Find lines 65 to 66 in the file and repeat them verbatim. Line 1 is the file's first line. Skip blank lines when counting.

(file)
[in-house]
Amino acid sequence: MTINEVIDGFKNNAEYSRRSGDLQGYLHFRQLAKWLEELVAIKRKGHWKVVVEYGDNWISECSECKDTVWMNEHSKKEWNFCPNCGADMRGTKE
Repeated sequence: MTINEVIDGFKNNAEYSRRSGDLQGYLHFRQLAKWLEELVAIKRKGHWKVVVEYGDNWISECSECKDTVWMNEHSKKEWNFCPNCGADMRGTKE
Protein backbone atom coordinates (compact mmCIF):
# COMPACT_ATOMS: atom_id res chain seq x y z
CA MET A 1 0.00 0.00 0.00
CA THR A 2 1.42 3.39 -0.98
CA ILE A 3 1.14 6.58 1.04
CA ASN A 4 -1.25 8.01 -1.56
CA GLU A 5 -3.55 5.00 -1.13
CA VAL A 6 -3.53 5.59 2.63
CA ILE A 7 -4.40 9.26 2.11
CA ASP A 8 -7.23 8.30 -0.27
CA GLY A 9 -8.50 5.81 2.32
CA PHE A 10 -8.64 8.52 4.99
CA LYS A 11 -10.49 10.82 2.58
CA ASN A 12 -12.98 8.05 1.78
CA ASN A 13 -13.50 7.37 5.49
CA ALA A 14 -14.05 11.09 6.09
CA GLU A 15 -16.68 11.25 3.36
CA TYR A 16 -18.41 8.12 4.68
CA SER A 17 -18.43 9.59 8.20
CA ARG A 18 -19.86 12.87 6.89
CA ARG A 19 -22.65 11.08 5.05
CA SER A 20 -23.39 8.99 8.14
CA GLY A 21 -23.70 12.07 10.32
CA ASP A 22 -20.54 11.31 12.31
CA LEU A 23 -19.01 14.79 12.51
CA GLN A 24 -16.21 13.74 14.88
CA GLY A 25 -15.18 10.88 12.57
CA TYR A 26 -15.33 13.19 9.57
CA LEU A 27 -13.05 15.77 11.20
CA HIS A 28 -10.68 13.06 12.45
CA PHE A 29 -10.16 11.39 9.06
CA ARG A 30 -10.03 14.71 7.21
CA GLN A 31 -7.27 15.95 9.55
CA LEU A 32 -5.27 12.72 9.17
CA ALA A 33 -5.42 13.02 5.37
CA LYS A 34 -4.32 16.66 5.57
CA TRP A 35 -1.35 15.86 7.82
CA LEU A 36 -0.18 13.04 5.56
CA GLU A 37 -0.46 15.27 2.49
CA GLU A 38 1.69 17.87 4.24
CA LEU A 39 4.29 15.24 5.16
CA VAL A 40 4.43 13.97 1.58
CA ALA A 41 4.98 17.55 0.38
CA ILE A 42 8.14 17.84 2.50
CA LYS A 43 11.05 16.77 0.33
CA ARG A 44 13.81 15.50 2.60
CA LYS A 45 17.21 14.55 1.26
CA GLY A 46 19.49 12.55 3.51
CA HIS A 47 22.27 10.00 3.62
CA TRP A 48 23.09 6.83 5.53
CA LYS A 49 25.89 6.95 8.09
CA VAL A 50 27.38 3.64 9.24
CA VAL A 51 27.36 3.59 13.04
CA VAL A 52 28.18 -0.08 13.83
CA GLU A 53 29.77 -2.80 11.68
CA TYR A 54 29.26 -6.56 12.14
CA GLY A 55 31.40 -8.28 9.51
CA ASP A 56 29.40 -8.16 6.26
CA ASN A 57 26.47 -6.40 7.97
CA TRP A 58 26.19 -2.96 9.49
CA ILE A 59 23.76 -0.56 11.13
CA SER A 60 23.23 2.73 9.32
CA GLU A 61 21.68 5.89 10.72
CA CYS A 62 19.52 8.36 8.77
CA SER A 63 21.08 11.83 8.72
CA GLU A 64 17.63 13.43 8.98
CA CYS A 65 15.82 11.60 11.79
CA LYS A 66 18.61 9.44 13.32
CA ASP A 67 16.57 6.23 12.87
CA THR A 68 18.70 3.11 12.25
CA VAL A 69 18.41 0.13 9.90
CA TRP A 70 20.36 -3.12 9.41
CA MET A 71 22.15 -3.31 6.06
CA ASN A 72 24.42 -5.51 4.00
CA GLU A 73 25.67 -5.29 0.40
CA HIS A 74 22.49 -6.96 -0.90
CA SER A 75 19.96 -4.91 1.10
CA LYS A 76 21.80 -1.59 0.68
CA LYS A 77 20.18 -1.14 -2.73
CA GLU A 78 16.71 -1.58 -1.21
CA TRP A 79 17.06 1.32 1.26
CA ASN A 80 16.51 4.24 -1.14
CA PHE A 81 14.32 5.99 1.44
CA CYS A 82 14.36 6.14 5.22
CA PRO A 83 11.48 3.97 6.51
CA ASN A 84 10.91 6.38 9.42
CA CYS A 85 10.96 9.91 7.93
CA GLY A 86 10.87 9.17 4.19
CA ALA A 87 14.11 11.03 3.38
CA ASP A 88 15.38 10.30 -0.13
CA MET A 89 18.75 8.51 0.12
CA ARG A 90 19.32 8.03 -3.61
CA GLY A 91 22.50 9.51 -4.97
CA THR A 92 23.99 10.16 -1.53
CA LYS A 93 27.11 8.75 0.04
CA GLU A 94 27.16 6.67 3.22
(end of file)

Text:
CA SER A 60 23.23 2.73 9.32
CA GLU A 61 21.68 5.89 10.72